**BY APARNA KORATTYSWAROOPAM, LEAD DATA SCIENTIST, THISFISH INC.**

Among the biggest decision-drivers in the food industry is the *yield* – defined as the ratio of *usable *output to the raw material input. Researchers have been using statistics and food science to understand what impacts yields for over a century now.

With machine learning and increased data, we now have the ability to predict yields with significant precision.

At ThisFish, we have been running a research project in collaboration with York University’s researchers to understand the best predictor of yields in a tuna cannery. We see very interesting results that we will talk about in our upcoming newsletters.

In this article, we will explore the elementary ideas and challenges in the application of Machine Learning using the example of Yield prediction in a tuna cannery.

# Machine Learning – A Primer

Before we delve into a real-world application of machine learning, it would help to look at what It means to “train” a machine learning model. If we were to peek below the hood, the steps involved in “training” a machine learning model would boil down to these four steps –

1. Look at historical data for *predictors* and *predictions*

2. Make guesses for new predictions

3. Calculate the difference between the model predictions and actual predictions as *errors*

4. Re-adjust guesses based on errors – repeat until the errors are as low as possible

To understand this better, let’s look at a set of data points as an example –

Can you guess the last output in the table above?

This would be a fairly obvious answer for most readers, the answer is 10.

Most of us probably saw a *pattern* here, which is –

This recognition of pattern comes to our brain from years of schooling (training).

When we train a machine learning model, we are *training *a computer to see a pattern the way we do.

In the example above, the value “2” is what is called a **coefficient**. This is the value that a machine learning model tries “learn”.

The first step to learning is a random guess. Say the model takes a random guess of 11 as the value of the coefficient. So, the model now predicts the following

It predicts the following output for all the known values of data and calculates the errors as

The model now looks at the “Sum of Errors” and decides it probably guessed the coefficient way too high. So, in the next step, it reduces the coefficient to say, 5 and see the following output, i.e.,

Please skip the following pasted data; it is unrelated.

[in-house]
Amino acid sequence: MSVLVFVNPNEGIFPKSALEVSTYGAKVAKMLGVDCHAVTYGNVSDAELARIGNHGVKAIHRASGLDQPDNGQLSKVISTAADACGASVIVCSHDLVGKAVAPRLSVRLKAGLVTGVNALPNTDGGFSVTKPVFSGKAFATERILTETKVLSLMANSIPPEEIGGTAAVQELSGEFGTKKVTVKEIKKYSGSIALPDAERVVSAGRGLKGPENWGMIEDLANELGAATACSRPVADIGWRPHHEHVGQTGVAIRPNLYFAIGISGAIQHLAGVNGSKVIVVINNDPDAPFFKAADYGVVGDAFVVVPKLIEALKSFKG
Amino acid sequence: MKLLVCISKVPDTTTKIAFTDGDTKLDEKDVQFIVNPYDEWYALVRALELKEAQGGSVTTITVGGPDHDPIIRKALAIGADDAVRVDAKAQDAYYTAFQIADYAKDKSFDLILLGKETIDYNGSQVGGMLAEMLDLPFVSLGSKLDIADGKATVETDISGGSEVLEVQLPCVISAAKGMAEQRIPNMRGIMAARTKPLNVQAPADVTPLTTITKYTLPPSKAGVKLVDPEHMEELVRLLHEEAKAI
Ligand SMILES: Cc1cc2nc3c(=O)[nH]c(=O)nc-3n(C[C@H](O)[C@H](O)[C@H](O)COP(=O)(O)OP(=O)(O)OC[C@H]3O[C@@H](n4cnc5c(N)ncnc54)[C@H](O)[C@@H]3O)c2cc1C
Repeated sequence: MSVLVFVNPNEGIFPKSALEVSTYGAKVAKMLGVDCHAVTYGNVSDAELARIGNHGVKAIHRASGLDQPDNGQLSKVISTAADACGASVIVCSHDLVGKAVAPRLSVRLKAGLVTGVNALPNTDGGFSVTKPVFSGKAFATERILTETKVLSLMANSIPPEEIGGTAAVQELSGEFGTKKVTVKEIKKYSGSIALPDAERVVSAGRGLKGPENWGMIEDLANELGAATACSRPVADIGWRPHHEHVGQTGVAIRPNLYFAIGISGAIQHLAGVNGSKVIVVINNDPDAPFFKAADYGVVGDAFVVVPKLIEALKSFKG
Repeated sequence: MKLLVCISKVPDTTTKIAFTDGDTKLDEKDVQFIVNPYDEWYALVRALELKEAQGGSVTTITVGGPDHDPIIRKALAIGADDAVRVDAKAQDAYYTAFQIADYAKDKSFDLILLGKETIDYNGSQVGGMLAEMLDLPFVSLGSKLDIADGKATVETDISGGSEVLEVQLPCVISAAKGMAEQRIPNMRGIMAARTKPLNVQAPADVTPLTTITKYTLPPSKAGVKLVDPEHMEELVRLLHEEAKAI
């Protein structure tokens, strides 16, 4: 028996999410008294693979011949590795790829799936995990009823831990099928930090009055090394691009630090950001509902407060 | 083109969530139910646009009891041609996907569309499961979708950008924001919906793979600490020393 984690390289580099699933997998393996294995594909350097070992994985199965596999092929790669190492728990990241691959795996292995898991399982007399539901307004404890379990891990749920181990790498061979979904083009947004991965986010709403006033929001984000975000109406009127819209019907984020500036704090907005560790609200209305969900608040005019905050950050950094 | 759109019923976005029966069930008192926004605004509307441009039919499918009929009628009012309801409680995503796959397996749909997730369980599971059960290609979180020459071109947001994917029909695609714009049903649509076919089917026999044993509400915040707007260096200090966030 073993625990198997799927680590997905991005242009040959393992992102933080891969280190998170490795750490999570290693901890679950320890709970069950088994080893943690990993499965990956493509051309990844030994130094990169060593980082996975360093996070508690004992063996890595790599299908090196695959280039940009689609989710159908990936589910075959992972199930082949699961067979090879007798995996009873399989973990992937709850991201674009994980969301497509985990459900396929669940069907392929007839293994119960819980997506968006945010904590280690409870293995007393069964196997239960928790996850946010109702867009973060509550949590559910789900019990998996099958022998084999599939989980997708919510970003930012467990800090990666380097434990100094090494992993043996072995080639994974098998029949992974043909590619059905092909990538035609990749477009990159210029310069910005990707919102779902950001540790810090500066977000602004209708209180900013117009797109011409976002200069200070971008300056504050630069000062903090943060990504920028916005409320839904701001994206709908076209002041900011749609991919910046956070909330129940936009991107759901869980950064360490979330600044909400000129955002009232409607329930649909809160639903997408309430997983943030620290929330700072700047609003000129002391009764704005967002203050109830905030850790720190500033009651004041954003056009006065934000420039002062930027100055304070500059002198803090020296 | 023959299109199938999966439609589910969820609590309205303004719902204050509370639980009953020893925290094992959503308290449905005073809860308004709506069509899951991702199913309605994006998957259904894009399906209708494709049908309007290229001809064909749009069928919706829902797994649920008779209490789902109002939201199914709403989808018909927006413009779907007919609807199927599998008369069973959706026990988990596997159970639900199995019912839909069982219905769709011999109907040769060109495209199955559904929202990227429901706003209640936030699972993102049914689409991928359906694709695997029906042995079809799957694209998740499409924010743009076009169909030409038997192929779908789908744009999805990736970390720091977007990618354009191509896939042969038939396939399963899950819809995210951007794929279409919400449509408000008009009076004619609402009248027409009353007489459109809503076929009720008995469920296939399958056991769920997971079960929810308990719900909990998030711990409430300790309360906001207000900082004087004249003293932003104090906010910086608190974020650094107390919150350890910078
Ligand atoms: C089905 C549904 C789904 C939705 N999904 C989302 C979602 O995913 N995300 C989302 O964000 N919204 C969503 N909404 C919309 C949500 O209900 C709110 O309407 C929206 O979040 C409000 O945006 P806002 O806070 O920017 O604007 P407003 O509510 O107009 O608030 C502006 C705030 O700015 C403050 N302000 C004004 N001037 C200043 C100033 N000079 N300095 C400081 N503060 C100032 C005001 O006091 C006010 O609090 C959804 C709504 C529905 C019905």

It sees that the *sum of errors* has reduced, so it now knows that reducing the coefficient was the right thing to do. So, in the next step it would reduce the coefficient even further, eventually arriving at the correct answer which is “2”.

# Yield prediction

Real-world data is rarely as straightforward as the example above.

When it comes to predicting yields, there are a lot of factors that can affect the outcome. From the waters in which the fish was caught, to the time for which it was frozen has an impact on the final yield.

Among all the factors that can affect yields, there are *controllable factors* and *uncontrollable factors*. For example, the waters in which the fish were caught, or the size and species of the fish are *uncontrollable factors* as far as a tuna cannery is concerned. However, factors such as the cooking time or freezing time are *controllable* factors.

Taking into account all types of factors, we were able to build a Machine Learning model that predicts the yields with a very high accuracy. The quality of a model such as a yield prediction model is measured using a number called the R2 score, ranging from 0 – 1, on which we have been able to achieve a score of 0.88 using a machine learning technique.

# Challenges

However, predicting yields is only one part of the problem. The more interesting question is what can we do to improve the yields? For this we will have to find relationships between yields and *controllable* factors

**For example:** Could we find a relationship between cooking times and yields such that we can say with good confidence that increasing the cooking time by a factor of 0.005 can lead to a 1% increase in yield overall? Drawing from the example above, this would mean that we find a relationship like this -

However, the relationships we would find may not be as simple as the one above. More often than not we might see a relationship that involves multiple factors that can affect yield. For example, we might find a relationship like –

Where the **error** component is used to catch all the hidden relationships we haven’t managed to uncover. It is because of such complexity among factors and yields that we have to go beyond the classic statistical methods and depend on more complex machine learning methods to uncover patterns.

# What’s next

We are seeing promising early results with our exploration of controllable factors that impact yield. Our next step is to develop a machine learning model that can help tuna canneries optimize their cooking process based on multiple variables. We hope to share results with you in the upcoming newsletters.